Imagine, in the 1950’s technical knowledge – machines, computers, gizmos, doubled every 5 years.  It’s been doubling now every 2 years.  Soon it will be doubling every 3 ½ days. 

This report went on to say that some of the top 10 jobs in America did not even exist in the year 2000; which means we are preparing students to hold jobs that haven’t been created, using technologies that haven’t been invented in order to solve problems we don’t even know will exist. 

How do you get ready for that?

Listen to even more staggering facts from the Department of Education:

-the number of text messages sent and received every day exceed the population of the world.

-If you read the New York Times newspaper for one week, you will have been exposed to more information than the average person came across in a lifetime in the 1800’s.

How do you prepare for a future when you have no idea what it looks like?  How do manage the change all around you? 

And how do you get ready to handle forms of temptation and kinds of pressure that were inconceivable 25 years ago?  The internet was something we couldn’t have conceived of 25 years ago . . . until Al Gore invented it.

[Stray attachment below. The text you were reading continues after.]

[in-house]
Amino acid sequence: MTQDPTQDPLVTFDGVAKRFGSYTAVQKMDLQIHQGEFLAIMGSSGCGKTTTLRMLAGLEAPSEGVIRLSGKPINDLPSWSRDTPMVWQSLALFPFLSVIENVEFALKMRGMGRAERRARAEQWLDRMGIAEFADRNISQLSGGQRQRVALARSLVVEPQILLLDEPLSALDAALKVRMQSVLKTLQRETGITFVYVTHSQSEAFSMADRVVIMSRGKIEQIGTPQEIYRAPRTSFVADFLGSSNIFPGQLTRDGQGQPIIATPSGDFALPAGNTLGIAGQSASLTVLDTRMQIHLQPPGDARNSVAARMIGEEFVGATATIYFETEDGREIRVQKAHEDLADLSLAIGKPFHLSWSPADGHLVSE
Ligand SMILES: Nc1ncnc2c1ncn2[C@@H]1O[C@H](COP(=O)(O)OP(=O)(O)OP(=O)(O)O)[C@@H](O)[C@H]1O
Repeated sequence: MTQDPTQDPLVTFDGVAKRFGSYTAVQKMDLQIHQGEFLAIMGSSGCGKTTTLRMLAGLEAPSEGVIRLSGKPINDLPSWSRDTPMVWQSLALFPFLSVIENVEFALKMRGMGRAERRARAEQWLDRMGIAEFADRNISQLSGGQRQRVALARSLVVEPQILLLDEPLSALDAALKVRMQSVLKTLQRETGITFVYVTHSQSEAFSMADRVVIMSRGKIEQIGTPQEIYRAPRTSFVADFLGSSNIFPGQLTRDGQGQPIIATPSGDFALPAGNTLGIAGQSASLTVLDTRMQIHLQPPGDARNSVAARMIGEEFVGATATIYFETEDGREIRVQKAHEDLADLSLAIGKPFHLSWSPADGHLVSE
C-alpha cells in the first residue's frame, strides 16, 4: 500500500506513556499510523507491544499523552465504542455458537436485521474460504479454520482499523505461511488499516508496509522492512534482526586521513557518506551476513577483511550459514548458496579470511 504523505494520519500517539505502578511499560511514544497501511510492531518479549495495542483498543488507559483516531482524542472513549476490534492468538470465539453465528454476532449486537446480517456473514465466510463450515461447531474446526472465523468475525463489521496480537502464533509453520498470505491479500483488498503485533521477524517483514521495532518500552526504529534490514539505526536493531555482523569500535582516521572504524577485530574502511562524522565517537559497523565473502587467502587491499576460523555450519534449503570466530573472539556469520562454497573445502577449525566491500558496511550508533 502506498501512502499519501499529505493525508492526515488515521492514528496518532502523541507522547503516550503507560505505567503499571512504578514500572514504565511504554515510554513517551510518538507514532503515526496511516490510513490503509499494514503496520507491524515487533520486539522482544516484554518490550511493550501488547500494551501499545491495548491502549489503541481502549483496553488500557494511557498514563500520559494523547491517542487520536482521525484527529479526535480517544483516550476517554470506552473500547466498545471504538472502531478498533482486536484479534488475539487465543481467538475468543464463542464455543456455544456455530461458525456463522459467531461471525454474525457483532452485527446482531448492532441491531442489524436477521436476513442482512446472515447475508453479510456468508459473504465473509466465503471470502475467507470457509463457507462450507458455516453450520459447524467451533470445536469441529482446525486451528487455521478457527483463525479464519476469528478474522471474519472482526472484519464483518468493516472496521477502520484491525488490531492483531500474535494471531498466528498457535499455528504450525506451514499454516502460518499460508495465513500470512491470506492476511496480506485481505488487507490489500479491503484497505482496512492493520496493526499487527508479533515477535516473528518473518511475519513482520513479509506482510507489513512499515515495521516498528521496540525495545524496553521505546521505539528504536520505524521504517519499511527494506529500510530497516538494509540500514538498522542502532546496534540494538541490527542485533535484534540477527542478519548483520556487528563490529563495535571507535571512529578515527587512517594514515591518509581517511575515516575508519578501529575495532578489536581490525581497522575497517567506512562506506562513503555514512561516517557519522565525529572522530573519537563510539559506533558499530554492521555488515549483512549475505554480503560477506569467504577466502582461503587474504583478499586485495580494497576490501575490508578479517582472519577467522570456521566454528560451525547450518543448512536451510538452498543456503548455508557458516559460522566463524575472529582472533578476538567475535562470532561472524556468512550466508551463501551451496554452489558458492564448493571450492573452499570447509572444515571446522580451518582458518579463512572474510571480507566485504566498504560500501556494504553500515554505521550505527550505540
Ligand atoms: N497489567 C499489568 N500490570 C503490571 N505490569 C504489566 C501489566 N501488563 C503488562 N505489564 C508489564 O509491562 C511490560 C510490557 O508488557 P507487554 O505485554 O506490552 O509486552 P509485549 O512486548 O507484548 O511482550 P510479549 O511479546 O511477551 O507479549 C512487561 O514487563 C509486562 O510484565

Listen, when my twin sons were born 22 years ago if you had asked me how to talk to them about the problem and temptation of pornography that they would begin facing in life, I would have been thinking about how to shield them from magazines. 

The truth is, with all our knowledge, the world is not a better place; in fact it is in the same mess it’s always been in. 

The only thing that’s changed is the speed of change and the equipment.

And all this information and technology advancements have not transformed our world into a better place.

Alumni from noted universities have mastered information about a narrow slice of life but can’t make it out of the first grade when it comes to living successfully with others.